Rachael Magoola, Ugandan legendary singer, songwriter and dancer has challenged Ethics and Integrity minister, Fr Simon Lokodo, to go and arrest her if he can.
One of the members of Afrigo Band famous for her songs “Obangaina”, Magoola was responding to a new directive by the Public Service ministry on how government officials should dress or beautify themselves.
According to the new dress code, female officials are not supposed to waer tight or see-through dresses/panties that show thighs or blouses that show breasts or apply too much makeup.
“Miniskirts are back and makeup!” she exclaimed. “The idle and disorderly minds are now trying to do some work!”
“How about agitating for a pay rise for the teachers and medical people so their morale boost might translate into better services?” she asked.
She added: “How about raising hell on behalf of the cancer patients who have list hope for lack of the machine which broke down God knows since forever who need it to stay alive!”
Magoola then took her time and made her hair beautifully, applied her make up, too shots of herself and invited Lokodo: “Father Ethics and integrity can come and arrest me for make-up! Kokoonyo!”
The singer is currently championing an online petition to encourage Uganda’s parliament to pass the acid attacks prohibition and prevention bill.
This petition will be delivered to Parliament of the Republic of Uganda and President Yoweri Museveni.
Angry at Uganda critics
Earlier, she lost her temper on the “one track myopic view Ugandans have of musicians”, saying most cannot write or sing a tune except when they mumble with abandon to what we write and produce.
“We work hard build a following to reckon with, but because we do what most only dream about, we are labelled as stupid. Yet our ideas and influence are celebrated by generations.”
She said all manner of professions seek political office, among those there are a range from brilliant to mediocre to witness in action.
“When we seek to lead we are labelled thugs. To our music you celebrate everything and mourn your loss. But are too ignorant to recognise what moves you so permeates every facet of your lives including politics.”
She said, for example, Bobi Wine’s win in Kyadondo bared naked the level of ignorance society has about the power of music.
“Nakawuki labelled Bobi”s win as that of thugs. Hon Matembe similarly ridiculed the victory in Kyadondo East. My own people like Janet Mauba did the same. They hug us and sing our praises and take pictures with us when they hope for validation when we turn our backs we are a source of amusement.”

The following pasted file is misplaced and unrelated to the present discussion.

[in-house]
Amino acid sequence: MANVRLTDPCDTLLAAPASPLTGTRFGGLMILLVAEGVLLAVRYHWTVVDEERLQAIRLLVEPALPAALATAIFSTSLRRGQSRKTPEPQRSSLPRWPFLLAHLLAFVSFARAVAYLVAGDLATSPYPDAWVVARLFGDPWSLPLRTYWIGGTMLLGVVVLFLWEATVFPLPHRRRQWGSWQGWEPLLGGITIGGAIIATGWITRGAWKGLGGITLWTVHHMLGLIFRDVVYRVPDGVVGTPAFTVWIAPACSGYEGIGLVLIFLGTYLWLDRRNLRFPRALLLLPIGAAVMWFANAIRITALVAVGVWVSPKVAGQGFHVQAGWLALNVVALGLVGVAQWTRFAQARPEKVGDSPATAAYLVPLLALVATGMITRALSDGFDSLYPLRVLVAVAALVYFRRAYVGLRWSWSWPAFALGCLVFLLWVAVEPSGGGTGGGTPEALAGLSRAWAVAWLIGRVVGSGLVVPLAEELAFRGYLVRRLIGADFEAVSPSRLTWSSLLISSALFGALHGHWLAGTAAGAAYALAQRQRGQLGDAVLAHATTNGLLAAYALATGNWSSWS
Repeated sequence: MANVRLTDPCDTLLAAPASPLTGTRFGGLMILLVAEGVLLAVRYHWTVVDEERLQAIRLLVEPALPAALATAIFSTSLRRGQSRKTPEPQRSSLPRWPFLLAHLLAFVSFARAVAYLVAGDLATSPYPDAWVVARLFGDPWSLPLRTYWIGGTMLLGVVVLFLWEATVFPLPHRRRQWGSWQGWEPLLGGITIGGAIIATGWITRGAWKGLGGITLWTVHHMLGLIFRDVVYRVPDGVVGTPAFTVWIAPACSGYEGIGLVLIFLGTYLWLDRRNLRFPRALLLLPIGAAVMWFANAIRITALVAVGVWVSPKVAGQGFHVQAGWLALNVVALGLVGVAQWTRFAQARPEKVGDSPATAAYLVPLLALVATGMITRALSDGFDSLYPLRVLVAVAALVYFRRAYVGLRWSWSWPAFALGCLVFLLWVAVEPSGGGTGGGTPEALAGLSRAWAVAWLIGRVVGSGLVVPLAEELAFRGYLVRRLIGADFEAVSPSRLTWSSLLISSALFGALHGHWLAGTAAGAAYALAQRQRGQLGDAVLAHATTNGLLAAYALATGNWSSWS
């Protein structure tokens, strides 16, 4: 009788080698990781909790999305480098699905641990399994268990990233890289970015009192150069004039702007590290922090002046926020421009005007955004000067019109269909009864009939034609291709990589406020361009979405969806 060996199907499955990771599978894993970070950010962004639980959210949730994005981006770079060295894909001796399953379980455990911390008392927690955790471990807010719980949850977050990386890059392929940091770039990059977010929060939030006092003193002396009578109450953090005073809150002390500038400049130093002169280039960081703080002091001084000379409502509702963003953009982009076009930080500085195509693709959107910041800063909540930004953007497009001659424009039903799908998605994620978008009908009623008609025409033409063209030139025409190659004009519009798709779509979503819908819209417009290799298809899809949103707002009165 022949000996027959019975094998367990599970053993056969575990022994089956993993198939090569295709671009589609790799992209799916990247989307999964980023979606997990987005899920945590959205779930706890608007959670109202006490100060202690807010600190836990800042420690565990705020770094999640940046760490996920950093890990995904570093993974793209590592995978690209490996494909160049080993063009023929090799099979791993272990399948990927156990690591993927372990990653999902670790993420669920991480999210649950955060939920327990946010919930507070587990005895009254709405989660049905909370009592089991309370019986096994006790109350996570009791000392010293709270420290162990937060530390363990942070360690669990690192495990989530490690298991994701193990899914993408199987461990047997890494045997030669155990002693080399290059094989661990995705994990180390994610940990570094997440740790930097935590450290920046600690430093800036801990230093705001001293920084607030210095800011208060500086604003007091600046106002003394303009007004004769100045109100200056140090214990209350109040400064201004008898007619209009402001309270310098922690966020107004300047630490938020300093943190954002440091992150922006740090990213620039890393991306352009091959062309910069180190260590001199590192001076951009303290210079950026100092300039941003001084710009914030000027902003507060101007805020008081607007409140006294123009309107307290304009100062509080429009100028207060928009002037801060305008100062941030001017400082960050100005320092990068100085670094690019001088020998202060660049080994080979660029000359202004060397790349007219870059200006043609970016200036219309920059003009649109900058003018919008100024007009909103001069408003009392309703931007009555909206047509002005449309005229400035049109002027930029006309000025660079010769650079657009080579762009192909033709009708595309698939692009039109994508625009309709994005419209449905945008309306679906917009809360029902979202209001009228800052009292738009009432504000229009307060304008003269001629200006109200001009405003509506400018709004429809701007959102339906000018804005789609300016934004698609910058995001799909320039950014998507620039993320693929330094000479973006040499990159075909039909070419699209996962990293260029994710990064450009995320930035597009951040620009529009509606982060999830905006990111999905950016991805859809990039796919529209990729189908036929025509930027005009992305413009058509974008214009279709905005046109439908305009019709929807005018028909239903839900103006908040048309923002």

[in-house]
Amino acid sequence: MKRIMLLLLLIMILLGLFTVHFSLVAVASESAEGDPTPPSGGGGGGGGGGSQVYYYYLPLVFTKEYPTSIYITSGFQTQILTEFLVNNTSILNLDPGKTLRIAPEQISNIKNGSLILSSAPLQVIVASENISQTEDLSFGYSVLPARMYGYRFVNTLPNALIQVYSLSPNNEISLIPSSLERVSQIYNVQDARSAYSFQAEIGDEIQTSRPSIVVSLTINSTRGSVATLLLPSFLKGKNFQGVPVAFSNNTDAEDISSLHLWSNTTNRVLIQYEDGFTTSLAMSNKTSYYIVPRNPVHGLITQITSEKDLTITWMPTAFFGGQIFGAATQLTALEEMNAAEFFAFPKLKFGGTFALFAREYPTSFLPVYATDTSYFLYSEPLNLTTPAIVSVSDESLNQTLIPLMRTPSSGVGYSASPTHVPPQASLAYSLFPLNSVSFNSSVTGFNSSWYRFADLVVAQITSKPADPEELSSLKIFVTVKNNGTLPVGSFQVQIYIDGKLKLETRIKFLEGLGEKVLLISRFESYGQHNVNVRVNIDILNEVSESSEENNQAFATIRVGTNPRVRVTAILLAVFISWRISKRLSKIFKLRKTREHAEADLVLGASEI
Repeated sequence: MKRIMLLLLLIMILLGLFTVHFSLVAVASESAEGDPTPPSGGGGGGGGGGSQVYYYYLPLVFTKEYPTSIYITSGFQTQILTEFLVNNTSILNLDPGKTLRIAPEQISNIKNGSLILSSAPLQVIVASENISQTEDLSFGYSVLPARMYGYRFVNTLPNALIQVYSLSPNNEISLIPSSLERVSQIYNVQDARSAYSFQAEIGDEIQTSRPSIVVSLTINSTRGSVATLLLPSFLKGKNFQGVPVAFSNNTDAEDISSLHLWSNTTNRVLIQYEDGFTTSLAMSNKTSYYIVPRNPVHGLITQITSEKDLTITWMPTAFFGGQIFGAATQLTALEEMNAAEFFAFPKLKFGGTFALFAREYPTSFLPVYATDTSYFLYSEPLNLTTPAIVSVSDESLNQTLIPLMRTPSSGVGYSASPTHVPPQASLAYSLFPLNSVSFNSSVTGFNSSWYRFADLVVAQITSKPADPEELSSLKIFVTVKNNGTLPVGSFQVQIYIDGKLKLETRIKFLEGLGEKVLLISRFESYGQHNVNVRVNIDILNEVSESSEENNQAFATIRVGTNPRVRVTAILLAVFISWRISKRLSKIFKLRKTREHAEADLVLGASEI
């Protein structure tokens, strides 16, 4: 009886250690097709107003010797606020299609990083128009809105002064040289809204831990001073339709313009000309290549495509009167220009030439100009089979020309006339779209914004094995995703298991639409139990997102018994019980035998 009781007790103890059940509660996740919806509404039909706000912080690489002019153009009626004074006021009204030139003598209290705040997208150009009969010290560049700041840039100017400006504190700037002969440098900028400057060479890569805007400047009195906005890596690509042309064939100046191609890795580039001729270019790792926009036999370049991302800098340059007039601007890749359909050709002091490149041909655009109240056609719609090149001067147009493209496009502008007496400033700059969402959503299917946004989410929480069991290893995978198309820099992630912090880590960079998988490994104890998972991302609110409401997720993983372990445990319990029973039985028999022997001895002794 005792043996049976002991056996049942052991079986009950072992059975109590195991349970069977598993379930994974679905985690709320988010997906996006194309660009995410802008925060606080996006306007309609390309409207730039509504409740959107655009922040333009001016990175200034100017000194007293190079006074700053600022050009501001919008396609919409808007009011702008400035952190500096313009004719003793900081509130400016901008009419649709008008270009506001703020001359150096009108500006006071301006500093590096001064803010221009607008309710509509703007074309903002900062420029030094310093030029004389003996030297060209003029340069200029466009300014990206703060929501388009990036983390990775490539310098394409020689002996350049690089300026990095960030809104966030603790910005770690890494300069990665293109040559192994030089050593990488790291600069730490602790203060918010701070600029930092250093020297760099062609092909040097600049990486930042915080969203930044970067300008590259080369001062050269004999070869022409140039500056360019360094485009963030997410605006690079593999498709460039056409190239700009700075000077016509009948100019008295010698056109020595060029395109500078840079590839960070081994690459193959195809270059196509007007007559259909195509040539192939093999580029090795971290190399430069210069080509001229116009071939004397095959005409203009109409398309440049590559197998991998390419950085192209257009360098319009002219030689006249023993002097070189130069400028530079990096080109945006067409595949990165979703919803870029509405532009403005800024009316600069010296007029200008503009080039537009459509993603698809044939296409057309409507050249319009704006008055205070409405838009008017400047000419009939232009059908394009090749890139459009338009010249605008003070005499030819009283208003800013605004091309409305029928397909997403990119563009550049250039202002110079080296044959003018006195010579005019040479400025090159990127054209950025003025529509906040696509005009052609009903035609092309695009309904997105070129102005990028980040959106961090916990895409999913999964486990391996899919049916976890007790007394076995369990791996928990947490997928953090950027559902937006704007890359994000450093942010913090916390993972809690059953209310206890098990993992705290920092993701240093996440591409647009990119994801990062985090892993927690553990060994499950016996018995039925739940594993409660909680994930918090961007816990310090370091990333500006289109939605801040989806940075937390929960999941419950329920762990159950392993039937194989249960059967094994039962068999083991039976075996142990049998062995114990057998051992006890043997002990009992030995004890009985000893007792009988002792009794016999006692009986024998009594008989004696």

She says when one demeans an artist, it is an affront to all of them who have invested years to entertain, educate through their music.
“How sad to see the claws rearing their ugly stance! Change is coming, change is here! Ugandans wake up and smell the coffee! We are a lot more to this society than your limited exposure can allow.”
She added: “Do your research and learn a few lessons from Estonia, from the civil rights movement in the USA to the war on apartheid in South Africa. If you cannot see the power of music there you are a lost intellectual cause.”
Magoola’s musical journey started at home where her father, the late Nicholas Magoola, was a music teacher at several colleges in eastern Uganda.
As a young girl she sang in the church choir and played musical instruments at home.
Magoola joined Afrigo where she arranged a lot of the music and choreography.
In 2001 Rachel formed and launched her own group which recorded three albums: “Inhaife”, “Tyenda Wundi” and “Tonyiiga”.
In 2003, she lef Afrigo band and Uganda, for the United Kingdom. At London’s South Bank she led the ‘Women of Kampala’ group in London’s African Music Festival and collaborated with South African trumpeter Claude Deppa.
In 2009 Rachel and her band performed at the Sauti za Busara festival in Zanzibar.
Her compositions contain elements of languages and traditional rhythms from all regions of Uganda, as well as reggae and zouk.